Thorner: Cook County judge delays decision on Drury’s (D – IL 58) lawsuit until after election

October 21, 2014

Tuesday, October 21, 2014

Embattled State Rep. Scott Drury sues GOP opponent for defamation

By Nancy Thorner – 

Political races are known for their nastiness and purposeful slander here in Illinois, but a race in IL District 58 between Republican Dr. Mark Neerhof and incumbent Rep. Scott Drury has become a scandal in itself and an example of what a legislator will do who wants to hold on to his seat.

Last month, incumbent Democrat Rep. Scott Drury (D-58), sued his opponent, Republican candidate Dr. Mark Neerhof, and several others Neerhof suppporters for slander. Rep. Drury is being represented by his dad, seeking a court-ordered halt of Neerhof’s campaign and an additional $9 million.

Although the judge denied Drury’s request for an emergency injunction a few weeks ago that would have effectively shut down Dr. Neerhof’s campaign, the final verdict was to be issued on Monday, October 20. When before the judge, Drury’s lawyer asked for more time, as he hadn’t had a chance to renew the motion. The judge delayed making a determination of the “motion to dismiss” until November.  In essence, Drury’s lawsuit against Neerhoff has become a non-issue.

Imgres-4Dr. Neerhof said the lawsuit was baseless and emphasized how uncommon it is for an incumbent legislator to sue his political challenger.  If every legislator would sue for every purposeful slanderous statement (or half-truths) made against him/her by their opponent, the elections process would be caught up in litigation even before the voting public had a chance to evaluate the candidates.

“In that the core group of Republicans is growing in the IL House and Senate, with a good possibility that more Republicans will be elected in November, Democrats, seeing their control slipping away if more Republican legislators are elected despite super majorities in both Houses, are determined not to allow this to happen,” Neerhof said. “Democrats have been in control of the IL General Assembly for decades; it has been their livelihood. They will pull out all the stops to win.”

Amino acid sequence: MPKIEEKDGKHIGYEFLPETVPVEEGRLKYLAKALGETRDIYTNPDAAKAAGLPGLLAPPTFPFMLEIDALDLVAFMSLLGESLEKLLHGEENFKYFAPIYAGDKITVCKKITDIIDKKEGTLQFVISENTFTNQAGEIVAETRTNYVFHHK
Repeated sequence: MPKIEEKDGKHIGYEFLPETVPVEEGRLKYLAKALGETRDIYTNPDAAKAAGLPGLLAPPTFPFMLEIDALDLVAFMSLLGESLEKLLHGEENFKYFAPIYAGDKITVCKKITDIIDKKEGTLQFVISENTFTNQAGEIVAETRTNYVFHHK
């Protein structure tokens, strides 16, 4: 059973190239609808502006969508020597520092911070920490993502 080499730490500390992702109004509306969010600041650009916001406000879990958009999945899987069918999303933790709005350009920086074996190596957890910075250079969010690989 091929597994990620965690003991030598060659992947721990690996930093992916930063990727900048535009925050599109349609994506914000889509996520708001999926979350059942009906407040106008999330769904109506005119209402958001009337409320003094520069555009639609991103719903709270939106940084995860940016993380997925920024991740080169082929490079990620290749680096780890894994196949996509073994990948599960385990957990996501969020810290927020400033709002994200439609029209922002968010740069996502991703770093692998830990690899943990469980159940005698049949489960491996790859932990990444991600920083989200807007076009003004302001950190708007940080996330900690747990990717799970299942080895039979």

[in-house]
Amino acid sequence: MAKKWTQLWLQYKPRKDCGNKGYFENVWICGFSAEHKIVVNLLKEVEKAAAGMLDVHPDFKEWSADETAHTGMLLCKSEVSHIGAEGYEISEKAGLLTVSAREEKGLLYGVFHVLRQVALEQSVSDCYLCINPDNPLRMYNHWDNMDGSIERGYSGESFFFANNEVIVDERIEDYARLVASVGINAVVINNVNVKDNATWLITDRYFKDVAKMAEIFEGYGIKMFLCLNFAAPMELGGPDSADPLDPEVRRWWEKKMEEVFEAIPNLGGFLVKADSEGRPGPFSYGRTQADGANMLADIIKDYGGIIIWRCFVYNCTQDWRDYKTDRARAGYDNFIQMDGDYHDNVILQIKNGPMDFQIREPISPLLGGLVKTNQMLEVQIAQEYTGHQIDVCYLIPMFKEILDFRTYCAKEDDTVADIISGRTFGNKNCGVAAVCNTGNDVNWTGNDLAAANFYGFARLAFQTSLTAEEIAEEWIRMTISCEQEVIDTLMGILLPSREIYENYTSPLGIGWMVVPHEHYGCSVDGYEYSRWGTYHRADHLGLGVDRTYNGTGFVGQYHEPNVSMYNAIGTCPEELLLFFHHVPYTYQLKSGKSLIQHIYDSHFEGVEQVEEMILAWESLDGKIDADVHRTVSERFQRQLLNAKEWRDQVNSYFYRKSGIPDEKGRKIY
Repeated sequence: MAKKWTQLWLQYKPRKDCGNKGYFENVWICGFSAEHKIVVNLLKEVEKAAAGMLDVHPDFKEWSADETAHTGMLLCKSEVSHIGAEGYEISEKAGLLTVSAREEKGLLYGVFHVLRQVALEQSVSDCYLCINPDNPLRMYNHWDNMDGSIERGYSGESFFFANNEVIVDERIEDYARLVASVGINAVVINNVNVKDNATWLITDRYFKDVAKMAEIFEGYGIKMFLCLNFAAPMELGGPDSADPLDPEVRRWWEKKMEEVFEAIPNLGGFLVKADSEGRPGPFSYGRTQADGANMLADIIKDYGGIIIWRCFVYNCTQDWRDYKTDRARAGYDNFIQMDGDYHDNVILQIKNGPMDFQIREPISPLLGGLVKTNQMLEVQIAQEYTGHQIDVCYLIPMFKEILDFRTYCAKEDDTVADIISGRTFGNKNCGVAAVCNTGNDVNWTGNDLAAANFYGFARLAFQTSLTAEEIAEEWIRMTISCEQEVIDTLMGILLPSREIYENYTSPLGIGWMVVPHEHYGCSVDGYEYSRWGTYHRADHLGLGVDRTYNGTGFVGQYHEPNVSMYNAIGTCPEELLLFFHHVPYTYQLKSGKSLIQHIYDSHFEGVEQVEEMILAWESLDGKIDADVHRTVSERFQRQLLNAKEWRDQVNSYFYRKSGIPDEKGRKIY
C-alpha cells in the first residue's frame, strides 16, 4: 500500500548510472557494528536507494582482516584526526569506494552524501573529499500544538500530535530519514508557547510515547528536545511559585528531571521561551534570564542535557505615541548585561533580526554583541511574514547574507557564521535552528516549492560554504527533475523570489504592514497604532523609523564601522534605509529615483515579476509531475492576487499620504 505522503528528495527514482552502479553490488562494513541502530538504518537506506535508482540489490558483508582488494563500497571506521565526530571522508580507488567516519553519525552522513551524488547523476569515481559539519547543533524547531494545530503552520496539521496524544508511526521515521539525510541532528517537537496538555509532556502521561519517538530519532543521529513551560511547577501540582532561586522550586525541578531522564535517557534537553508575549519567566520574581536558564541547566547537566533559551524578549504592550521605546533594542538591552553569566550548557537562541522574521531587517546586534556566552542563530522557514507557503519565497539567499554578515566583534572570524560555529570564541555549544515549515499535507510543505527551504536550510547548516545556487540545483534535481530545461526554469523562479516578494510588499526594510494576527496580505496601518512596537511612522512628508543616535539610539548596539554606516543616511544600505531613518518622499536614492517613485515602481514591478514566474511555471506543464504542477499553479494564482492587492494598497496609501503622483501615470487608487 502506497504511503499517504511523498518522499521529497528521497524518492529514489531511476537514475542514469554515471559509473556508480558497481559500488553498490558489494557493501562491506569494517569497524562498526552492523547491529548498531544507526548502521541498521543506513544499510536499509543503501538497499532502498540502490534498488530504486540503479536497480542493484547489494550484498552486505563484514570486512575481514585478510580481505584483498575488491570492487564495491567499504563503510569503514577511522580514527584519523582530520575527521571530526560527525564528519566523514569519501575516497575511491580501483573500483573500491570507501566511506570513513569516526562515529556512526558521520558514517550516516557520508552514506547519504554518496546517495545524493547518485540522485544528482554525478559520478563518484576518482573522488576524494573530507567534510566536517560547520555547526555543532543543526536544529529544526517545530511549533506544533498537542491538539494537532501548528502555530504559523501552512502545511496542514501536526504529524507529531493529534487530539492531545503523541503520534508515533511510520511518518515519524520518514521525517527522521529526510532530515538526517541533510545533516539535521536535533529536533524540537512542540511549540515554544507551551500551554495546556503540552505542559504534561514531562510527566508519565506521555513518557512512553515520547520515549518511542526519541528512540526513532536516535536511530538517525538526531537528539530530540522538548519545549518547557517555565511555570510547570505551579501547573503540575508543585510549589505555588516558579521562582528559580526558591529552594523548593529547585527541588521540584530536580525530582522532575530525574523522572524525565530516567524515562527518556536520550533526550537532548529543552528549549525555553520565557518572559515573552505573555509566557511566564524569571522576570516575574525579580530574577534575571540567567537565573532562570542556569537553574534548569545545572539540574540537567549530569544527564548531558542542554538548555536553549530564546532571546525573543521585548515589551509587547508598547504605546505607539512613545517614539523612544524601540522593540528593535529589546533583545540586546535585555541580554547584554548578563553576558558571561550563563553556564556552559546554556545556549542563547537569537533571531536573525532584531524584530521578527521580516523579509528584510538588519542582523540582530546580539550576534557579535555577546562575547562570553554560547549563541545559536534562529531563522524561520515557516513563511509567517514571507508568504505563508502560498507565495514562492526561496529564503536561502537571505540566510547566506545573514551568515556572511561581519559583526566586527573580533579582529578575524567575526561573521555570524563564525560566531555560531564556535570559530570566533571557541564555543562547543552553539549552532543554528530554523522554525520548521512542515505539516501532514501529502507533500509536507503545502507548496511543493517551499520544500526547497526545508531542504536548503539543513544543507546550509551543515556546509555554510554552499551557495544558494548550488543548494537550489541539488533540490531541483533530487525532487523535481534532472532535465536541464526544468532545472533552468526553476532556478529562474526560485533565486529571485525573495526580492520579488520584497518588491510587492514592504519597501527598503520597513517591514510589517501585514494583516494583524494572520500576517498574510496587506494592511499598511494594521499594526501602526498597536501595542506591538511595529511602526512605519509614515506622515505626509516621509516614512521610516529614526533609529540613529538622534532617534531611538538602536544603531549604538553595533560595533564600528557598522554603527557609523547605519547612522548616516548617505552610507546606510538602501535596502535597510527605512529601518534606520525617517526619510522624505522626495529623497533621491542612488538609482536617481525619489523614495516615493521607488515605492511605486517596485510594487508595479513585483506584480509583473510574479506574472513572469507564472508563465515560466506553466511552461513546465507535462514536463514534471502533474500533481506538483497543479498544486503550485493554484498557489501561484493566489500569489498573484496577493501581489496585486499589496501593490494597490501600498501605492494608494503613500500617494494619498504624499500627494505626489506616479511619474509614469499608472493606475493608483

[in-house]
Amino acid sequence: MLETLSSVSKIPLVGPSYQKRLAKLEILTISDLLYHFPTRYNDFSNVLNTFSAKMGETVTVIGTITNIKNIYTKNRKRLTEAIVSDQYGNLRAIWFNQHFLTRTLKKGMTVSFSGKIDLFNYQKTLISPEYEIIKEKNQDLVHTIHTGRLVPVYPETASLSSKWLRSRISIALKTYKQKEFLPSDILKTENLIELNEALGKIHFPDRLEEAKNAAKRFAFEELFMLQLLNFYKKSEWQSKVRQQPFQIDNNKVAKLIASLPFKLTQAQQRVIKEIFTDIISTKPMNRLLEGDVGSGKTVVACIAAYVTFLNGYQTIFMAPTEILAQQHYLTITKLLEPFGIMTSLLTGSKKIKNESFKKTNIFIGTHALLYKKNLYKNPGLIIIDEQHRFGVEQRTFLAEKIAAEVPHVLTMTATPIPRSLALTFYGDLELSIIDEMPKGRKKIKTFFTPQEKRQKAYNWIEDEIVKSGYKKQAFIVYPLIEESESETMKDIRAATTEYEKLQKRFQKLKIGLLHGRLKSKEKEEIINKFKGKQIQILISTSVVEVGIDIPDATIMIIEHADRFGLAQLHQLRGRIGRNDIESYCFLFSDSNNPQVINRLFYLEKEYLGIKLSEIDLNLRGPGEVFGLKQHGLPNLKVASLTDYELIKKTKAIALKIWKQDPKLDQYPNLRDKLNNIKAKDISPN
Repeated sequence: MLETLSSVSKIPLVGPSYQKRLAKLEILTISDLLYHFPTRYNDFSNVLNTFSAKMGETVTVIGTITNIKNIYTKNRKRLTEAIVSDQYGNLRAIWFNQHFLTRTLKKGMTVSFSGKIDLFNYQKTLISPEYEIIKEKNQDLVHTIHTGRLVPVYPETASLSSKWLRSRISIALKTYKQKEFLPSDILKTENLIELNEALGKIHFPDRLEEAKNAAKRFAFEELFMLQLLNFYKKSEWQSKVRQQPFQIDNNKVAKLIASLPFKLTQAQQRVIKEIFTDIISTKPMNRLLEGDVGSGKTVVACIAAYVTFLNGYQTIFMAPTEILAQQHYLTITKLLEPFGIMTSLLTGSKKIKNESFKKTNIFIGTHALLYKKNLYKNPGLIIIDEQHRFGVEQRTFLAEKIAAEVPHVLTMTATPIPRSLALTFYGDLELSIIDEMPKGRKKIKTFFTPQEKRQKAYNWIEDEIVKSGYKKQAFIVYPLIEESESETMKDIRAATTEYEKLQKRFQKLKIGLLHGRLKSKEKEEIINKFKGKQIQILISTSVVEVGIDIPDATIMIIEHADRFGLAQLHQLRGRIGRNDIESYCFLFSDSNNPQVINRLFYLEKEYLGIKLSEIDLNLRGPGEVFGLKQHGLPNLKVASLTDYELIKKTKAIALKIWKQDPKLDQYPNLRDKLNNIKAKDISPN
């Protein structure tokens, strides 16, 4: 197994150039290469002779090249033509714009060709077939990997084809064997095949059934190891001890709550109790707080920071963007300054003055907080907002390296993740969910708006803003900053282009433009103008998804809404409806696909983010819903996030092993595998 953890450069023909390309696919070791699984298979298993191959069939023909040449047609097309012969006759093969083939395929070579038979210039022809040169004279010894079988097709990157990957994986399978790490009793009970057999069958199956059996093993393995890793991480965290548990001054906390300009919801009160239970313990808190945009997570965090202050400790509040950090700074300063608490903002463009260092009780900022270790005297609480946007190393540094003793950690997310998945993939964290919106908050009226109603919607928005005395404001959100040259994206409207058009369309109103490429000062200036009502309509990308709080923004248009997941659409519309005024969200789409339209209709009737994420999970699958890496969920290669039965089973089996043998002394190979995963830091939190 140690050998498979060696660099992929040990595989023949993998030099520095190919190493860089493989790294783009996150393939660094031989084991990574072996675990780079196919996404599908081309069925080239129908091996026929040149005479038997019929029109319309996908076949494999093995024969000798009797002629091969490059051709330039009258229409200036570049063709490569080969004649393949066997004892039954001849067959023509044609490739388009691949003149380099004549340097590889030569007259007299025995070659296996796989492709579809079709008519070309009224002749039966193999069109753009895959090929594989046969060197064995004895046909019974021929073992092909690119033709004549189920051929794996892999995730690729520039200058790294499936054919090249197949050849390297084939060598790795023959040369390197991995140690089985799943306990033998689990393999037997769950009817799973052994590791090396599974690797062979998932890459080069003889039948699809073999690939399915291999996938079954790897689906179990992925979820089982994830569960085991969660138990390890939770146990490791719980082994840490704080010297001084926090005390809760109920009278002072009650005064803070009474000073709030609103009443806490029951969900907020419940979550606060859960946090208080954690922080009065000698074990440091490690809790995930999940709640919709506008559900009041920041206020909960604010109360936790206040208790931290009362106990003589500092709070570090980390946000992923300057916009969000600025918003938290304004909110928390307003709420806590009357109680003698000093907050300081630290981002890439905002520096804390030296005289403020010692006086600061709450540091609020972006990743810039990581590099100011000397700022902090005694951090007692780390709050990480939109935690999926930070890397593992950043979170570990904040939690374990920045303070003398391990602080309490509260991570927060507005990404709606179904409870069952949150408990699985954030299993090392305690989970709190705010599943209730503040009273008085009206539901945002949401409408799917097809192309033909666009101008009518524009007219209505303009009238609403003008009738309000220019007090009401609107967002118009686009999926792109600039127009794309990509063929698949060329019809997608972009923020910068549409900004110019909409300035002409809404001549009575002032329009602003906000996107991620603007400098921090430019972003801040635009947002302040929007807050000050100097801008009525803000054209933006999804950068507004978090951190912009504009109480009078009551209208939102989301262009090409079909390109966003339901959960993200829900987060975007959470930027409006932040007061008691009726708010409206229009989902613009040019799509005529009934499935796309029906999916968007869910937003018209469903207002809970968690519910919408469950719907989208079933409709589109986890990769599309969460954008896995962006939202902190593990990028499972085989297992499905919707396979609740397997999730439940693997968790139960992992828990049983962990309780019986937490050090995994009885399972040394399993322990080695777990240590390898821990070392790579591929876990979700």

The lawsuit instigated by Drury against Dr. Neerhof’s campaign, originated from an independently-funded, third-party mailer that the Neerhof campaign says it had no knowledge of, nor participated in, in any way.

The mailer was sent out to voters in Democrat Scott Drury’s 58th IL District indicating that Drury was in support of the SB16 (School Funding Reform Act of 2014), which was passed by the top-heavy Democratic Senate in May of this year. If enacted, SB16 would make sweeping changes in how the state funds education and its apportionment among school districts. Those school districts with higher assessed property values would receive much less state funding, while other districts (like Chicago) would receive a sizable increase in funding, as an attempt by state legislators to provide greater equity among school districts across the state.

District 58 includes a number of North Shore school districts that would receive big cuts in their funding if the bill were passed. As such, Rep. Drury remains adamant that he will be voting “No” on SB16, although a public hearing has not yet been held on the bill.  The House — including Rep. Drury — will not be officially voting for SB16 until sometime in November, following the fall election.

Here are some facts to consider as to how Rep. Drury might vote on SB16 when House members do vote on the bill after the election.

  • House Leader, Mike Madigan, has given Rep. Drury nearly a quarter of a million dollar for a cash advantage over Neerhof. Perhaps Speaker Madigan has assured Drury that he doesn’t have to vote with Democrats on this issue, as he has enough votes to pass SB16 without Drury’s “yes” vote?

Both of these organization support SB16 in keeping with:  Every child deserves an education system with funding equity and fairness.

Drury’s continuing lawsuit against Neerhof should be considered as malicious malfeasance and cannot be condoned by legislators, regardless of political party.


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